50g butter, melted
Salt and pepper
1. Cook the potatoes and onion in a pressure cooker or boil them in a saucepan.
2. Meanwhile, soak the mushrooms in a 200ml hot water for 15 minutes.
When they are rehydrated, drain them and toss them in a frying pan containing the melted butter. Keep the water in which they soaked to add to a sauce or a soup. Some of this broth can also be added to the mashed potatoes.
3. When the potatoes and onion are cooked, mash them coarsely with a fork, add the cream, a little mushroom broth and the cèpes, season and serve immediately.
This goes very well with meat or fish.
Finally, I am pleased that we were able to savour crabs with rice, thanks to our fishmonger who, not only provided us with small soft-shelled crabs from the Orkneys, but also offered to cook them “humanely” in cold water first.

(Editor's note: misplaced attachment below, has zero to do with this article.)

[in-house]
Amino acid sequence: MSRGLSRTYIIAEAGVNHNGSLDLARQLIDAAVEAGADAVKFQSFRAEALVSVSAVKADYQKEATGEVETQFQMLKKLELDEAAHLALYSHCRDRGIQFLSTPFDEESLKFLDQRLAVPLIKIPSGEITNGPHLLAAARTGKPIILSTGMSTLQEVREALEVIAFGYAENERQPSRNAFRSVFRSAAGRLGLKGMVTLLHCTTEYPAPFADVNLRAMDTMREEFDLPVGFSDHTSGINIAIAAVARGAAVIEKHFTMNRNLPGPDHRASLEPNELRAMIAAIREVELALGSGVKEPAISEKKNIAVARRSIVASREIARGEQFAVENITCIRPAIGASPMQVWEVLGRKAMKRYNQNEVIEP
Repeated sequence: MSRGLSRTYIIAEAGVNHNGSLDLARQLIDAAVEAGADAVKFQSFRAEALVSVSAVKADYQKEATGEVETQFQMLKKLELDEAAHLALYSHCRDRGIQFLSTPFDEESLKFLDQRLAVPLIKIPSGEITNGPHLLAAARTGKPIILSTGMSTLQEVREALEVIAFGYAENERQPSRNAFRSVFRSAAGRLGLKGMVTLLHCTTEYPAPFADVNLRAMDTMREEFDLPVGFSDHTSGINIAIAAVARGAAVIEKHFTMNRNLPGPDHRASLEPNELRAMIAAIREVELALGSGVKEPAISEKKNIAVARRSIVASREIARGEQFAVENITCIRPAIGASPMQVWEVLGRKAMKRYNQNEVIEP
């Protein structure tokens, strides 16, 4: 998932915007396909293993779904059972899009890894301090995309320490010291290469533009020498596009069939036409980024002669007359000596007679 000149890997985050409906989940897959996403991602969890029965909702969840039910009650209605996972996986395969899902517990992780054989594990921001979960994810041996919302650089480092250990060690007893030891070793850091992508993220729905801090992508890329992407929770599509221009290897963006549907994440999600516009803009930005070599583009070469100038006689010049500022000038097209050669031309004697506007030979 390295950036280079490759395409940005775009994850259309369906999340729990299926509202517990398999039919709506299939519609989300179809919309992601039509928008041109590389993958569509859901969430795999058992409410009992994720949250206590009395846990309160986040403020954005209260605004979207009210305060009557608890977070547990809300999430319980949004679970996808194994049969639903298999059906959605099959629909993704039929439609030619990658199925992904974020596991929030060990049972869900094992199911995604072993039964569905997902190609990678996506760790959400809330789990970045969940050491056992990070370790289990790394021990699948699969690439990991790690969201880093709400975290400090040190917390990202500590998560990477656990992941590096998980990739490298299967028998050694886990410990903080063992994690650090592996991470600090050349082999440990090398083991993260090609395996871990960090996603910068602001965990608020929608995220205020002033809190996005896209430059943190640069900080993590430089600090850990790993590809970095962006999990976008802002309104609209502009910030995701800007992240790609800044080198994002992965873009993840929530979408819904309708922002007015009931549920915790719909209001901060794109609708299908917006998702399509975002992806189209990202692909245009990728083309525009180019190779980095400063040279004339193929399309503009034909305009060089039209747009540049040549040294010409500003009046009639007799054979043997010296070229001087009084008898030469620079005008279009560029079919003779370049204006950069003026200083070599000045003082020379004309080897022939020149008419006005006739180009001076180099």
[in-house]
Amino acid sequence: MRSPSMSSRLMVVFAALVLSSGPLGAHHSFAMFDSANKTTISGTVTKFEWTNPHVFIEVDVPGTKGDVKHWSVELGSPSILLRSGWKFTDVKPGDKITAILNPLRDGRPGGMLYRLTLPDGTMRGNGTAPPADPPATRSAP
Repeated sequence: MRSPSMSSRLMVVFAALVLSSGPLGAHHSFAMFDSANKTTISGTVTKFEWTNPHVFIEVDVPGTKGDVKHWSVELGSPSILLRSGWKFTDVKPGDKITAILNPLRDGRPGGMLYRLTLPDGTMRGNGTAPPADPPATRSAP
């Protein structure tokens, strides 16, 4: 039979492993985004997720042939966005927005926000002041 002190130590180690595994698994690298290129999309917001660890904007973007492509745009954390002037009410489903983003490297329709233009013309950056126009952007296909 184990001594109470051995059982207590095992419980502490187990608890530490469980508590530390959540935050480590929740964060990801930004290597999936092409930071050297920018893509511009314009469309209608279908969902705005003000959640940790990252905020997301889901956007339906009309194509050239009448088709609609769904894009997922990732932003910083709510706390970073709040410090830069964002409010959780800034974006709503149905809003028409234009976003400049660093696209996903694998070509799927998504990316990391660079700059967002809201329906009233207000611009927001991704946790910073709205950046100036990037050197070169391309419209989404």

So, not the original favouilles but very tasty crabs all the same!
Adaptation and improvisation remain the key elements of the way I cook, and that´s fine for me! (Hopefully, also for my family and guests).
There will be no recipe nor pictures of snails this time, just a funny story which brought light relief in an otherwise gloomy week.
Feeling peckish and nostalgic, I recently ordered a dish of half a dozen snails in garlic sauce as a starter. My husband chose the same dish.
When the plates arrived, holding the promise of that classic delicacy, we tucked in with great gusto. The little escargot plates (special hollowed out plates) were full of garlic and parsley sauce but our snail forks could not find any snails. None of the 12 little compartments contained a snail!